Banquet fun exceptional

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Dennis Clay

This is a four-part feature about the entertainment involved with attending a wildlife banquet.

My wife, Garnet, and I attend several banquets every year to support local and national birds and animals.

Locally we have several Ducks Unlimited chapters and each one has a banquet. While we donít attend every banquet every year, we have attended three or four of the DU banquets in a year.

We also attend the local Rocky Mountain Elk Foundation banquet every year.

There was a Pheasants Forever chapter in the area, but it is no longer active, so the annual banquet doesnít happen. The same goes for the National Wild Turkey Federation chapter.

The banquets, no matter the bird or animal, all have the same focus. There is a silent auction, a live auction, a raffle and a meal. A typical banquet has us arriving on time. This is essential in our mind to get a good seat at a table, usually at toward the back of the room. The view toward the podium and the rest of the tables is desired by us.

We then purchase raffle tickets and look over the raffle items. These vary, such as, a dog grooming, rifle case, car cleaning kit, knives, Peet shoe dryers, throws, first aid kits, tool kits, hats, camping coffee pot and cups, T-shirts, coats and around 200 other items.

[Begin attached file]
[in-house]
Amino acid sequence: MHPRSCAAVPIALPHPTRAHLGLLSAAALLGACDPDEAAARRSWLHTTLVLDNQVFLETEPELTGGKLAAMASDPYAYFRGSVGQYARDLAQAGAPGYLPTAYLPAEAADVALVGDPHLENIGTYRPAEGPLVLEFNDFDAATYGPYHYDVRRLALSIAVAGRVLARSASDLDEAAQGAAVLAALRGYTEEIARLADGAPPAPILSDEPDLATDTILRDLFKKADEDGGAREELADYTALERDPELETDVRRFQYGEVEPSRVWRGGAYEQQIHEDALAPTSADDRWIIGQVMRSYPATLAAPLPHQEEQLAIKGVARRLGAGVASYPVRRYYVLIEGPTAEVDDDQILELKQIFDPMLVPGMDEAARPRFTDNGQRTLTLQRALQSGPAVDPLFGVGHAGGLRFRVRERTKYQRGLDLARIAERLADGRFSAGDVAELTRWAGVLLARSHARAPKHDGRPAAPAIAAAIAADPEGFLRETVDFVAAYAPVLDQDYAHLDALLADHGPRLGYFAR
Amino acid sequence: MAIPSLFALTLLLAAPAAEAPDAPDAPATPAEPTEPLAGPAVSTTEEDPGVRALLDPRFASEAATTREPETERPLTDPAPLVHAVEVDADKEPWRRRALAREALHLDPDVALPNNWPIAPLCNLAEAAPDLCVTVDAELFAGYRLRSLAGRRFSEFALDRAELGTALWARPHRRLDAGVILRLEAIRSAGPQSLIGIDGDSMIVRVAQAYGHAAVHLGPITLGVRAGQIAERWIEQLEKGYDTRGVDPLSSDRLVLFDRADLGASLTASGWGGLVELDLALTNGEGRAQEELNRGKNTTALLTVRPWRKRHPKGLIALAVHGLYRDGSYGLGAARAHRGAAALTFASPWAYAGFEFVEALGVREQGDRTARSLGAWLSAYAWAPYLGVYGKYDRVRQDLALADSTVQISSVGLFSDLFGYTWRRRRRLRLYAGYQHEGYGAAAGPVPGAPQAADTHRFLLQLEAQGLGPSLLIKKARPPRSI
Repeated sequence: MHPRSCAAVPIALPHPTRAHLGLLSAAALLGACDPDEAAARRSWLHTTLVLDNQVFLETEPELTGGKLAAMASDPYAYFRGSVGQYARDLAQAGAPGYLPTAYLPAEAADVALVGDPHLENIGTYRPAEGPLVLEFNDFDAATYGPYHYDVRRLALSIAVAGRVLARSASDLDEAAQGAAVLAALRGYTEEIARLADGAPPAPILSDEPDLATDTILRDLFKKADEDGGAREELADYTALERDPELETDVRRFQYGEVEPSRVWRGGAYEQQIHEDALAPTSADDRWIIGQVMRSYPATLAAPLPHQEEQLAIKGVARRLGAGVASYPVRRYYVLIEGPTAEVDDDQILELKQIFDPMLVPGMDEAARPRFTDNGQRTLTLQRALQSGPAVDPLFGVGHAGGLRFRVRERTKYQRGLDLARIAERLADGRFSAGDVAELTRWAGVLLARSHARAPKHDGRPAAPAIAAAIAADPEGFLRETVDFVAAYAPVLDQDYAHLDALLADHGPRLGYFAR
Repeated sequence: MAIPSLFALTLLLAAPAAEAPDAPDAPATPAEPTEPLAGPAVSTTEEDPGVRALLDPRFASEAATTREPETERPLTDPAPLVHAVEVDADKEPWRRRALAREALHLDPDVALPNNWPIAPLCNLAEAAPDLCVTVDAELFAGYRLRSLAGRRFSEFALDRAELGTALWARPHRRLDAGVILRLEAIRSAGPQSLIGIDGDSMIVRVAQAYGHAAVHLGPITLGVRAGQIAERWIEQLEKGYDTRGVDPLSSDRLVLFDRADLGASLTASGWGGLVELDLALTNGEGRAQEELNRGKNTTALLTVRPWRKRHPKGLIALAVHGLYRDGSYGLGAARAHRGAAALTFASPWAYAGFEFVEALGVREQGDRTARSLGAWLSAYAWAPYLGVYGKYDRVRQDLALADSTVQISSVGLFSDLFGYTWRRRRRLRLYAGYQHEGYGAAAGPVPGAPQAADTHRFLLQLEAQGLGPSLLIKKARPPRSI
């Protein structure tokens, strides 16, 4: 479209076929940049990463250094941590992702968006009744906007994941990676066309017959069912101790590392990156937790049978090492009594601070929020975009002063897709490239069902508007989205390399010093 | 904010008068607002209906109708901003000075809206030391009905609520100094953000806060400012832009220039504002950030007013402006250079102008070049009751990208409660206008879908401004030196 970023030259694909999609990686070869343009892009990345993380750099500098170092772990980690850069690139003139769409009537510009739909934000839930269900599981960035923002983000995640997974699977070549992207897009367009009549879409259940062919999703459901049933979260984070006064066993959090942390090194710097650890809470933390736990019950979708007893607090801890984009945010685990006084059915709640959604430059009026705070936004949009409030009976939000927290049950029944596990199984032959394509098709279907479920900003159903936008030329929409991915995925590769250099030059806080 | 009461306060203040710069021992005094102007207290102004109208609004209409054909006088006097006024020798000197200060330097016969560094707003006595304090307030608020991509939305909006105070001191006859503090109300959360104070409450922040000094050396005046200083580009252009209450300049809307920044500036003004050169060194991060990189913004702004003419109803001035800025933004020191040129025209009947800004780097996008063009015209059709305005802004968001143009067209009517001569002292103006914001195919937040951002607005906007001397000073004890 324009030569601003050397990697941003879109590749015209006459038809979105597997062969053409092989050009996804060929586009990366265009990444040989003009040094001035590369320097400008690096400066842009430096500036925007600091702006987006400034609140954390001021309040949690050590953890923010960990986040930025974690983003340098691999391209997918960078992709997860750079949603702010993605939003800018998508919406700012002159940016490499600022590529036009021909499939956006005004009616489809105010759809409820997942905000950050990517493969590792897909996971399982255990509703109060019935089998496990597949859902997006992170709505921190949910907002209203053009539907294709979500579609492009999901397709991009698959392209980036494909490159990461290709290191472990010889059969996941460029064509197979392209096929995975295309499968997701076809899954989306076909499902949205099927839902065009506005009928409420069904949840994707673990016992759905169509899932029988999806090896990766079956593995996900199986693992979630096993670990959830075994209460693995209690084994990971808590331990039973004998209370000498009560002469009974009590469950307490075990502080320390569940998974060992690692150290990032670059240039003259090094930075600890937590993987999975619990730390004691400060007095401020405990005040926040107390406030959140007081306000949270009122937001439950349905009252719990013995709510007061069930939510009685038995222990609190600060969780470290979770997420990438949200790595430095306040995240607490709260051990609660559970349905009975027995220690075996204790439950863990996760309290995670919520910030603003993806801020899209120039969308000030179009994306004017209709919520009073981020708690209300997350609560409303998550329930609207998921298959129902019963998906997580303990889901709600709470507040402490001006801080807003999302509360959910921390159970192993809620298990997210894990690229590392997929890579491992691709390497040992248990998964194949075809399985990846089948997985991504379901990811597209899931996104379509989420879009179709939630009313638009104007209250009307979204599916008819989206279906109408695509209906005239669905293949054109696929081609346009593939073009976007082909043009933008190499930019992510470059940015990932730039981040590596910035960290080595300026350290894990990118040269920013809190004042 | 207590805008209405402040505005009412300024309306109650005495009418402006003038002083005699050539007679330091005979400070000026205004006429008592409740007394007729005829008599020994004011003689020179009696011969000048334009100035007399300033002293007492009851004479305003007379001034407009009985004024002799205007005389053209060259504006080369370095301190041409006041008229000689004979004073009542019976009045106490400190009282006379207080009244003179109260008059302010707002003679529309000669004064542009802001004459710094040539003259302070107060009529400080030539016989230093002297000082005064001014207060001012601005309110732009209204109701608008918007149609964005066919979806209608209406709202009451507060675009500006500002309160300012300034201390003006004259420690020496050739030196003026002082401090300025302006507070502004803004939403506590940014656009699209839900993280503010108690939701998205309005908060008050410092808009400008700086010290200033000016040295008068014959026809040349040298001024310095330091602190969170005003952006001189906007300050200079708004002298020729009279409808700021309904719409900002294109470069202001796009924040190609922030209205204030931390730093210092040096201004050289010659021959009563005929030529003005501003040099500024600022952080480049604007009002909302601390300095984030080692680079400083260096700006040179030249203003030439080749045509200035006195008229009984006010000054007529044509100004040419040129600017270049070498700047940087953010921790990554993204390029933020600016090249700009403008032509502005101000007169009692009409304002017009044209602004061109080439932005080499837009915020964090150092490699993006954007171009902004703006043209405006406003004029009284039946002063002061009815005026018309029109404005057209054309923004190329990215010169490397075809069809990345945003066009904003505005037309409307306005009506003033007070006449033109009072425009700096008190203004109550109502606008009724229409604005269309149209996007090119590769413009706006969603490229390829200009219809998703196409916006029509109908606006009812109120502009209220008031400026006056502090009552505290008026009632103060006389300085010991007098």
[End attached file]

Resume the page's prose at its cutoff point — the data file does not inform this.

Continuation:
Plus, there wasnít just one knife, but six, and five coats, three T-shirts, two tool kits, you get the idea. Many of these are donated items from local businesses. There is a container of some type, such as a cup, next to each raffle item where tickets are deposited.

The silent auction has a bidding sheet by each item. The sheet allows a person to bid up the price. The time when the sheet will be pulled is announced, so bidders will have a chance to add another bid before the bidding is closed. Sometimes this results in two bidders standing by the sheet trying to make one last bid before the close.

Prizes for the silent auction may include: watches, belt buckles, wall art, pistol, pet grooming and much more.

There is another auction, the live auction, where an auctioneer sells off a number of items. These are a bit higher-priced items, such as a rifle or two, guided duck or goose hunting trips, belt buckle for a woman, a womanís watch, belt buckle for a man and much more. There were 30 items at the last Rocky Mountain Elk Foundation Banquet in Moses Lake.

Next week: Part two about the fun about attending a wildlife banquet.

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